MONTPELIER — Gov. Peter Shumlin’s office said Tuesday that he plans to appoint a successor to replace retiring Vermont Supreme Court Justice John Dooley, even though he won’t leave the bench until after Shumlin leaves office.
Dooley, who has served on the Vermont Supreme Court since former Democratic Gov. Madeleine Kunin appointed him in 1987, has announced that he will not seek retention and retire from the court in March. The 72-year-old justice will retire as the third-longest serving member of the state’s highest court.
Shumlin, who is not seeking re-election and will leave office in early January, is planning to appoint Dooley’s replacement, according to spokeswoman Susan Allen. Allen said state statute and the rules governing the state’s Judicial Nominating Board call for the sitting governor to begin the process of choosing a successor when a justice announces retirement.
“After his decision to retire was announced, the Governor asked his counsel to look at the nominating statute and let him know what the process would be. The Governor’s Office also consulted with legislative leaders, including the Chairs of the House and Senate Judiciary Committees, and the Chair of the Judicial Nominating Board,” Allen said in a statement provided to the Vermont Press Bureau. “As it turns out, the statute and Board rules are clear: when a Supreme Court Justice announces they will not be a candidate for retention, the nominating board – upon notification by the Governor of the vacancy – “shall” initiate the process to send candidates to the Governor.”
Allen said the Judicial Nominating Board is already in the process of sending Shumlin recommendations for filling two open trial judge positions. She said the board is now prepared to accept applications and make recommendations to fill the pending vacancy on the Vermont Supreme Court.
“The Governor plans to interview qualified candidates and name a successor to Justice Dooley later this Fall,” Allen said in her statement.
Sen. Dick Sears, the Democratic chairman of the Senate Judiciary Committee, said Tuesday that the Legislature’s lawyers have confirmed that Shumlin can replace Dooley.
“It looks like the governor is correct. It all depends on how quickly the Judicial Nominating Board can send a name to the governor. The statute would appear to be what [Shumlin’s legal counsel] Sarah London looked at,” Sears said.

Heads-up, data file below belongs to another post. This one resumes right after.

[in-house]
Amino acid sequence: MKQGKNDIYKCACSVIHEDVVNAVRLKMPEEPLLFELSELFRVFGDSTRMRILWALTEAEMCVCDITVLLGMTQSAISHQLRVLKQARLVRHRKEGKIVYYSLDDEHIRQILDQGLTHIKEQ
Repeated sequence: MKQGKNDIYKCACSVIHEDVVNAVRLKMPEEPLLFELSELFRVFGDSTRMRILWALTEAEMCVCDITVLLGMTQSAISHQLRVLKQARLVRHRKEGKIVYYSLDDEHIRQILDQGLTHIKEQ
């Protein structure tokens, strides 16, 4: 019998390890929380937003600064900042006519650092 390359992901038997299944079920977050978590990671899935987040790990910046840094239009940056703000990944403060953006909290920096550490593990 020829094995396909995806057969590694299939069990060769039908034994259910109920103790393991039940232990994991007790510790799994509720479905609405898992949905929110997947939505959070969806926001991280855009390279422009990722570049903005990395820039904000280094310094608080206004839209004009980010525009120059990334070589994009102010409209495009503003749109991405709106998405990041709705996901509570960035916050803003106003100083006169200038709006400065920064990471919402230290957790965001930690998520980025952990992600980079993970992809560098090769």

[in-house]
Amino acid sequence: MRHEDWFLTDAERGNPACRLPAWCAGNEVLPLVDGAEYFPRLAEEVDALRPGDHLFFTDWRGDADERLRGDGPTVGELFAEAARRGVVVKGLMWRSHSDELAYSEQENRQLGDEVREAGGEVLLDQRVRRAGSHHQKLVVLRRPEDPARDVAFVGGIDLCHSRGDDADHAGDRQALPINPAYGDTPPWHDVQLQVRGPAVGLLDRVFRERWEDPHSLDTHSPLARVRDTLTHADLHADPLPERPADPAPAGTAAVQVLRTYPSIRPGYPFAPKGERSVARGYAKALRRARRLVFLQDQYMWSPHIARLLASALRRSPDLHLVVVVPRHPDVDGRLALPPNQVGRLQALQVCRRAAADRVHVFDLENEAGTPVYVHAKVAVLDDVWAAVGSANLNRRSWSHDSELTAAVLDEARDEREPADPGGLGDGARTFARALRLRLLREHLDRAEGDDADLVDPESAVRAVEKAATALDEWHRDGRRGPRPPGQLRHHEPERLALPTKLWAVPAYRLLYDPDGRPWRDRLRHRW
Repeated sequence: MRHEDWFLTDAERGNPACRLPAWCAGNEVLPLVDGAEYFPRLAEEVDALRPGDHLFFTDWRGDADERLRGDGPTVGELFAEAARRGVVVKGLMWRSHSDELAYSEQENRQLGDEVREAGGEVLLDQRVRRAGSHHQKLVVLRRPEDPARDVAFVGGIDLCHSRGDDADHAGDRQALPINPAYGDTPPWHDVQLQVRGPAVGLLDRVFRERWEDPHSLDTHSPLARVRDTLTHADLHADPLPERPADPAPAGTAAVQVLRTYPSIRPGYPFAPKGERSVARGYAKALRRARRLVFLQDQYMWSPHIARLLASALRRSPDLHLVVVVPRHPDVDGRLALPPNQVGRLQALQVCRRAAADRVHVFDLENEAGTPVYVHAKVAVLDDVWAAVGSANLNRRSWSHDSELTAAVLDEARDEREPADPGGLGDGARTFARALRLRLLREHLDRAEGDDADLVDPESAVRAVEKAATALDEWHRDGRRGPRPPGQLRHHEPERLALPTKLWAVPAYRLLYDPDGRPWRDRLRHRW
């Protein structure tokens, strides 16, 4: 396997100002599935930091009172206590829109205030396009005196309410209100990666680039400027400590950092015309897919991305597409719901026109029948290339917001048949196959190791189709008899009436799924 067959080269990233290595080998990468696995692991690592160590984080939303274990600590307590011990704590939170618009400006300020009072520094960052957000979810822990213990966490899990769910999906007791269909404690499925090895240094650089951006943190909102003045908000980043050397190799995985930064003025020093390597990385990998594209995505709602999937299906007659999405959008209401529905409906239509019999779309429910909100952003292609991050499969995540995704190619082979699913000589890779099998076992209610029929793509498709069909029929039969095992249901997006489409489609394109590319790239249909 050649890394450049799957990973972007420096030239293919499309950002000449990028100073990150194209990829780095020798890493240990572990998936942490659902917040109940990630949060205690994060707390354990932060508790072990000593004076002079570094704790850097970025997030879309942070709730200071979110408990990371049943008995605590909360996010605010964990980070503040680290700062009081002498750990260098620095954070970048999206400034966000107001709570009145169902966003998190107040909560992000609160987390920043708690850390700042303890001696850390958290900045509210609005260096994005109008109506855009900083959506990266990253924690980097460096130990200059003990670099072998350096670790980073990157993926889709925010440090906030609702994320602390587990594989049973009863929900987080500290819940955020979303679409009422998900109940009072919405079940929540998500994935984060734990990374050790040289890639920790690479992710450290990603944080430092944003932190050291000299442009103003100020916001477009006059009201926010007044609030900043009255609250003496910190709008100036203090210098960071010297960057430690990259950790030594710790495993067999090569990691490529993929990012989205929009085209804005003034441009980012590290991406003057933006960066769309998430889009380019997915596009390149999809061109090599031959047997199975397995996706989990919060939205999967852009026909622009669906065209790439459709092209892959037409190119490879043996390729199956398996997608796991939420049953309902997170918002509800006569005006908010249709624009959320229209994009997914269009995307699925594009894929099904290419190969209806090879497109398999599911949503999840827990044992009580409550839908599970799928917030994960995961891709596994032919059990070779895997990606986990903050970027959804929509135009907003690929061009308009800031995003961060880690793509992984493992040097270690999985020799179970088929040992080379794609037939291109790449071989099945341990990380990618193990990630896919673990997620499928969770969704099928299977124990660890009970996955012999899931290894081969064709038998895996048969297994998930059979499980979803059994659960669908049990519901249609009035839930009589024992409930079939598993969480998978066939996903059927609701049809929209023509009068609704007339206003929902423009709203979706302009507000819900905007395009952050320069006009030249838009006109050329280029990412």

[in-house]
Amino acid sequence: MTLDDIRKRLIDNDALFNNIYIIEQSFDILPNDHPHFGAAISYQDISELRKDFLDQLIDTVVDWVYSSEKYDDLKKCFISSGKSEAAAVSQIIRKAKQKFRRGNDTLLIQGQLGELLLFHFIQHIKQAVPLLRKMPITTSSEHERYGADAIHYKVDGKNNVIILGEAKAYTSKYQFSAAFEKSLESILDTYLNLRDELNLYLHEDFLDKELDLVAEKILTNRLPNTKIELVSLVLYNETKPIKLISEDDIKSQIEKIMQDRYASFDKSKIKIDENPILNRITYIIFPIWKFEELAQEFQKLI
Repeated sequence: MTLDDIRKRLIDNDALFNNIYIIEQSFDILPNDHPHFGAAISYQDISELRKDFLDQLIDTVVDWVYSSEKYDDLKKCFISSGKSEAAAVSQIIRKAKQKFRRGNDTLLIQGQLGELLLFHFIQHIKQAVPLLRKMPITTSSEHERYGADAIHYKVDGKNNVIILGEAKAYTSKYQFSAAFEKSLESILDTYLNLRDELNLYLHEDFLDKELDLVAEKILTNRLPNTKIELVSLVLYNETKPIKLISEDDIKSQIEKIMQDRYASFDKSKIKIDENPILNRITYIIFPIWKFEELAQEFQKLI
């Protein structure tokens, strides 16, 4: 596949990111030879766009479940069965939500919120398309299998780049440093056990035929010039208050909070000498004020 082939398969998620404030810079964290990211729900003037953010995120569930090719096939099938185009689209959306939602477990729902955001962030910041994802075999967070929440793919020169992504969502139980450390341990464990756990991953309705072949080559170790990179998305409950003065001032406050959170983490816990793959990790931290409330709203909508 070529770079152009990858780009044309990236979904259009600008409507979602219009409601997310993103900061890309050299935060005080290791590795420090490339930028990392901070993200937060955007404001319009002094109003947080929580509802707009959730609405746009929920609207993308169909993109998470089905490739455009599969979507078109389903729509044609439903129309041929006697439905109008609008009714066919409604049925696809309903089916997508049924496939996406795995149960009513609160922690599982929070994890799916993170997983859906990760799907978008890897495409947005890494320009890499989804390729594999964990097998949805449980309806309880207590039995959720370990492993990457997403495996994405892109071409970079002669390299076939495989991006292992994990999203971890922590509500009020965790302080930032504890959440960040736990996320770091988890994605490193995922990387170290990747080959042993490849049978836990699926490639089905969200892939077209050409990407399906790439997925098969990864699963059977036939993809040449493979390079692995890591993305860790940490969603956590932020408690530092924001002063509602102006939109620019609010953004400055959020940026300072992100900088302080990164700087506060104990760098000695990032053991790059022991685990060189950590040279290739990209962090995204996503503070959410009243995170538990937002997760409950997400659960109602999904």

Brittney Wilson, spokeswoman for Republican Lt. Gov. Phil Scott, the GOP’s nominee for governor, questioned the legality of Shumlin replacing Dooley. She said Shumlin’s push to name a successor is a sign that the governor believes Scott will defeat the Democratic nominee, Sue Minter.
“Clearly he thinks Phil is going to win. So, that’s a good sign from our point of view and the point of view of Vermonters who want Montpelier to focus on the economy and affordability. However, there are some obvious questions,” Wilson said.
She questioned when Shumlin would make the nomination, and whether the current Senate or the one elected in November would confirm the nomination.
“If Dooley is stepping down after Shumlin leaves office, how is it legal for him to nominate someone to fill a vacancy that doesn’t yet exist? And how can it be reviewed by a Senate that hasn’t yet been elected?” she said.
Wilson pointed to the Vermont Constitution, which states that a governor “with the advice and consent of the Senate, shall fill a vacancy in the office of the Chief justice of the State, associate justice of the Supreme Court or judge of any other court.”
The Legislature adjourned in May and is not slated to return until January. But Sears said the Vermont Constitution allows a judge or justice to assume office and serve before the Senate provides its consent.
It is less clear what would happen if a Shumlin appointee did not begin serving until after he left office. According to the administration, if Dooley serves his full term through March 2017, his replacement would begin hearing cases on April 1 and could do so before being confirmed by the Senate, which has traditionally confirmed judges at the end of the legislative session.
Shumlin could swear in Dooley’s successor before he leaves office with a delayed effective date. Administration officials are not aware of a similar situation in recent memory, however.
Wilson also questioned whether a new list of candidates would be drafted or whether the Judicial Nominating Board would select from an existing pool.
Wilson said allowing Shumlin to select a replacement for Dooley could set a precedent for other nominations and appointments in state government.
“Extending Shumlin’s twisted legal logic to its conclusion, he could theoretically appoint all of the next governor’s cabinet before leaving office — which is really absurd; would be an unprecedented and disruptive overreach of a governor; and would really call Peter Shumlin’s ethics into question, again,” she said.
Minter spokesman Elliot Bent said Shumlin should nominate a justice if he has the authority to do so.
“If the Governor has legal authority to act now, Sue believes he and the nominating committee should ensure continuity on the court. When previously asked, Sue said that she would nominate a justice who is qualified, fair, impartial and known for integrity. Sue also cited the need to consider diversity of the court in any decision-making process,” Bent said.
This story was updated at 4 p.m. and 5:50 p.m to include comments from the Scott and Minter campaigns, respectively.